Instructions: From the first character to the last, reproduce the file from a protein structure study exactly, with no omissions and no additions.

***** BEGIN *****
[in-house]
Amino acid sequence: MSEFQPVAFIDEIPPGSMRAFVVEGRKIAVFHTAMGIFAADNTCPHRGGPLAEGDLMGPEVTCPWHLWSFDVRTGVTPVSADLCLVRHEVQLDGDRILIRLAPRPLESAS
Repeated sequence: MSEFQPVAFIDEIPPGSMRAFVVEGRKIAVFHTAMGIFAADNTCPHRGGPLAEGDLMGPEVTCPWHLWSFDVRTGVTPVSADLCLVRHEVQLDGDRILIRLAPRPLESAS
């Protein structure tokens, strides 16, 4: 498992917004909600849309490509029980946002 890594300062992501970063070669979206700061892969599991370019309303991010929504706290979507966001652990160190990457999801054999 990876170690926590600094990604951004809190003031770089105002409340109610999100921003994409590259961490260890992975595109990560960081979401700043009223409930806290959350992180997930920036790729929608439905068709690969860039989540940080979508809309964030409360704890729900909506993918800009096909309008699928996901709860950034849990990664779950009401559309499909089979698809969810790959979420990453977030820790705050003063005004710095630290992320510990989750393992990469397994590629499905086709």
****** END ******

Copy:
[in-house]
Amino acid sequence: MSEFQPVAFIDEIPPGSMRAFVVEGRKIAVFHTAMGIFAADNTCPHRGGPLAEGDLMGPEVTCPWHLWSFDVRTGVTPVSADLCLVRHEVQLDGDRILIRLAPRPLESAS
Repeated sequence: MSEFQPVAFIDEIPPGSMRAFVVEGRKIAVFHTAMGIFAADNTCPHRGGPLAEGDLMGPEVTCPWHLWSFDVRTGVTPVSADLCLVRHEVQLDGDRILIRLAPRPLESAS
């Protein structure tokens, strides 16, 4: 498992917004909600849309490509029980946002 890594300062992501970063070669979206700061892969599991370019309303991010929504706290979507966001652990160190990457999801054999 990876170690926590600094990604951004809190003031770089105002409340109610999100921003994409590259961490260890992975595109990560960081979401700043009223409930806290959350992180997930920036790729929608439905068709690969860039989540940080979508809309964030409360704890729900909506993918800009096909309008699928996901709860950034849990990664779950009401559309499909089979698809969810790959979420990453977030820790705050003063005004710095630290992320510990989750393992990469397994590629499905086709």